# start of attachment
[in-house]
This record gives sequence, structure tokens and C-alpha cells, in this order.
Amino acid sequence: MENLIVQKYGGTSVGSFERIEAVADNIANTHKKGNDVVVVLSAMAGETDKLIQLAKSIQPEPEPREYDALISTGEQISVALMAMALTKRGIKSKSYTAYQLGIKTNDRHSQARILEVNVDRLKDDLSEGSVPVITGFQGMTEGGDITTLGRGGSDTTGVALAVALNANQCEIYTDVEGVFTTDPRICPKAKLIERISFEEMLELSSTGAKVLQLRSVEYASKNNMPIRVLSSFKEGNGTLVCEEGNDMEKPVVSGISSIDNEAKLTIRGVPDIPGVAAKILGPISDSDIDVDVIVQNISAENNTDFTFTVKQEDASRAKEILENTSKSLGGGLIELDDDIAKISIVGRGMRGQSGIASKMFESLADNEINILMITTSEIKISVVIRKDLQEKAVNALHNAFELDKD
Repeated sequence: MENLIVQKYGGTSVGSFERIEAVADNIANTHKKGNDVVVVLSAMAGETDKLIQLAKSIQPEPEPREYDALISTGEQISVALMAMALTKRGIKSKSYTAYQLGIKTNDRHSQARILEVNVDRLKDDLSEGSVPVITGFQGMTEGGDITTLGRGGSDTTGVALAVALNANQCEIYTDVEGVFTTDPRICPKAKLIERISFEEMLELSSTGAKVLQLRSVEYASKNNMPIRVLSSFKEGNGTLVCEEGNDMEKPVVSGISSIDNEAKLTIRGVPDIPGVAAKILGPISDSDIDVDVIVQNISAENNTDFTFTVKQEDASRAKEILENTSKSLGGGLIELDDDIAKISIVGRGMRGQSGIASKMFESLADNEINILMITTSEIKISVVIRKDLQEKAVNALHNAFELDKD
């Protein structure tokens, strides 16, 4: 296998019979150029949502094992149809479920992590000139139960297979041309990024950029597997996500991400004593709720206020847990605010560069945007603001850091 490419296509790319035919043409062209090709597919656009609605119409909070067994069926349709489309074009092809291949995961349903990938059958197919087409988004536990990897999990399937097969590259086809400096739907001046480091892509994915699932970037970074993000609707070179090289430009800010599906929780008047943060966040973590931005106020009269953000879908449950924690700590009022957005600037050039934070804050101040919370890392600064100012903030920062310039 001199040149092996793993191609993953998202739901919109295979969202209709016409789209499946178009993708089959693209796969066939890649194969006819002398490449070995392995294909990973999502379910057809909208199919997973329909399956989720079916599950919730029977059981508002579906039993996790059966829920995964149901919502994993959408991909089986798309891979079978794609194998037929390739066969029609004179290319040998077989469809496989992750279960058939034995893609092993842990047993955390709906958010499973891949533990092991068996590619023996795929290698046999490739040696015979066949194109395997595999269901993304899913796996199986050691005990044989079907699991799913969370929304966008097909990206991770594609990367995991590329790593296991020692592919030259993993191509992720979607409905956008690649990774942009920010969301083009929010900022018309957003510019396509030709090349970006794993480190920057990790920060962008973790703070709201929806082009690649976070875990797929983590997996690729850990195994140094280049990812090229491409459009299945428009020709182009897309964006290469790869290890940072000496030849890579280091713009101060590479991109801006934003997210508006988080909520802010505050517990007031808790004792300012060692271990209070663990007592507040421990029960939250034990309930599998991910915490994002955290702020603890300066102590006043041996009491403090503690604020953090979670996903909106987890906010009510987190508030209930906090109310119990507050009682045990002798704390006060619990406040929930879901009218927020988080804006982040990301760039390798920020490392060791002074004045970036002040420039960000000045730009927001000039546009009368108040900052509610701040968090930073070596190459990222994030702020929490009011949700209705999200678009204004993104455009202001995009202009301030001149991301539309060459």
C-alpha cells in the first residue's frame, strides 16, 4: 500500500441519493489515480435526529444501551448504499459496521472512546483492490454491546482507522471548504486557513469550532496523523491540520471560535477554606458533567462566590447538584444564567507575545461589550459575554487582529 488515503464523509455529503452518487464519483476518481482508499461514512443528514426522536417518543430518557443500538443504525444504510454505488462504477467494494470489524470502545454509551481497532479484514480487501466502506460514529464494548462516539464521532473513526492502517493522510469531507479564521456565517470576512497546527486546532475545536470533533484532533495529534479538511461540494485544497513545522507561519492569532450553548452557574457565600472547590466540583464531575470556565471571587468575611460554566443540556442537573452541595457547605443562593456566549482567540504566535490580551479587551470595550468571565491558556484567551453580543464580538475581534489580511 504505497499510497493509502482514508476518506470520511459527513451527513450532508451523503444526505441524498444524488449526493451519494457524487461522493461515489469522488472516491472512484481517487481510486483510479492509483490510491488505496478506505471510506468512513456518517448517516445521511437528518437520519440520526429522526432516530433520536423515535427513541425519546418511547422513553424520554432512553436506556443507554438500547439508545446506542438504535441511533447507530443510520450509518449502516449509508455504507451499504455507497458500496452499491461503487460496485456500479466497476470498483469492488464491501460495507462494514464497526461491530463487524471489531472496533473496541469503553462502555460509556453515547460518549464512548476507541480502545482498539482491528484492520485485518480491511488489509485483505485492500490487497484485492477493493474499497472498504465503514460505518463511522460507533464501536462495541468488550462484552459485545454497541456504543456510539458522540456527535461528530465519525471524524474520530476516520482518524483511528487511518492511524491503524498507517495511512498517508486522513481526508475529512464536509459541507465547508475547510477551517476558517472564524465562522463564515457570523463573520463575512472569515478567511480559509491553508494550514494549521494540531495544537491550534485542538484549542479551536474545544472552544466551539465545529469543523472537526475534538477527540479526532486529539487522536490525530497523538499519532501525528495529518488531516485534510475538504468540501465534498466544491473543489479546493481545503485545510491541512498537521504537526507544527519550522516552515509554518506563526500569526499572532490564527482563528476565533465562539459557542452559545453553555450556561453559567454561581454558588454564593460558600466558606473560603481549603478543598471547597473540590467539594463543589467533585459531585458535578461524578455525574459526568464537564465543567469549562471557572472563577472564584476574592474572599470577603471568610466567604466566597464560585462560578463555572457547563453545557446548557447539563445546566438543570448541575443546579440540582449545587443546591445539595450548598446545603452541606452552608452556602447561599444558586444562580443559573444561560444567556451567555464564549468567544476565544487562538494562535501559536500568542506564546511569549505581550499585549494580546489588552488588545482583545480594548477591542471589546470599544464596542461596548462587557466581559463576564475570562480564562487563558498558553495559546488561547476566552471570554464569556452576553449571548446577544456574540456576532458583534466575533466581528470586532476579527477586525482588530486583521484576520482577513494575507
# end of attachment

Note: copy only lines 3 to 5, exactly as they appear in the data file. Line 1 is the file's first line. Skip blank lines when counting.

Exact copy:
Amino acid sequence: MENLIVQKYGGTSVGSFERIEAVADNIANTHKKGNDVVVVLSAMAGETDKLIQLAKSIQPEPEPREYDALISTGEQISVALMAMALTKRGIKSKSYTAYQLGIKTNDRHSQARILEVNVDRLKDDLSEGSVPVITGFQGMTEGGDITTLGRGGSDTTGVALAVALNANQCEIYTDVEGVFTTDPRICPKAKLIERISFEEMLELSSTGAKVLQLRSVEYASKNNMPIRVLSSFKEGNGTLVCEEGNDMEKPVVSGISSIDNEAKLTIRGVPDIPGVAAKILGPISDSDIDVDVIVQNISAENNTDFTFTVKQEDASRAKEILENTSKSLGGGLIELDDDIAKISIVGRGMRGQSGIASKMFESLADNEINILMITTSEIKISVVIRKDLQEKAVNALHNAFELDKD
Repeated sequence: MENLIVQKYGGTSVGSFERIEAVADNIANTHKKGNDVVVVLSAMAGETDKLIQLAKSIQPEPEPREYDALISTGEQISVALMAMALTKRGIKSKSYTAYQLGIKTNDRHSQARILEVNVDRLKDDLSEGSVPVITGFQGMTEGGDITTLGRGGSDTTGVALAVALNANQCEIYTDVEGVFTTDPRICPKAKLIERISFEEMLELSSTGAKVLQLRSVEYASKNNMPIRVLSSFKEGNGTLVCEEGNDMEKPVVSGISSIDNEAKLTIRGVPDIPGVAAKILGPISDSDIDVDVIVQNISAENNTDFTFTVKQEDASRAKEILENTSKSLGGGLIELDDDIAKISIVGRGMRGQSGIASKMFESLADNEINILMITTSEIKISVVIRKDLQEKAVNALHNAFELDKD
């Protein structure tokens, strides 16, 4: 296998019979150029949502094992149809479920992590000139139960297979041309990024950029597997996500991400004593709720206020847990605010560069945007603001850091 490419296509790319035919043409062209090709597919656009609605119409909070067994069926349709489309074009092809291949995961349903990938059958197919087409988004536990990897999990399937097969590259086809400096739907001046480091892509994915699932970037970074993000609707070179090289430009800010599906929780008047943060966040973590931005106020009269953000879908449950924690700590009022957005600037050039934070804050101040919370890392600064100012903030920062310039 001199040149092996793993191609993953998202739901919109295979969202209709016409789209499946178009993708089959693209796969066939890649194969006819002398490449070995392995294909990973999502379910057809909208199919997973329909399956989720079916599950919730029977059981508002579906039993996790059966829920995964149901919502994993959408991909089986798309891979079978794609194998037929390739066969029609004179290319040998077989469809496989992750279960058939034995893609092993842990047993955390709906958010499973891949533990092991068996590619023996795929290698046999490739040696015979066949194109395997595999269901993304899913796996199986050691005990044989079907699991799913969370929304966008097909990206991770594609990367995991590329790593296991020692592919030259993993191509992720979607409905956008690649990774942009920010969301083009929010900022018309957003510019396509030709090349970006794993480190920057990790920060962008973790703070709201929806082009690649976070875990797929983590997996690729850990195994140094280049990812090229491409459009299945428009020709182009897309964006290469790869290890940072000496030849890579280091713009101060590479991109801006934003997210508006988080909520802010505050517990007031808790004792300012060692271990209070663990007592507040421990029960939250034990309930599998991910915490994002955290702020603890300066102590006043041996009491403090503690604020953090979670996903909106987890906010009510987190508030209930906090109310119990507050009682045990002798704390006060619990406040929930879901009218927020988080804006982040990301760039390798920020490392060791002074004045970036002040420039960000000045730009927001000039546009009368108040900052509610701040968090930073070596190459990222994030702020929490009011949700209705999200678009204004993104455009202001995009202009301030001149991301539309060459």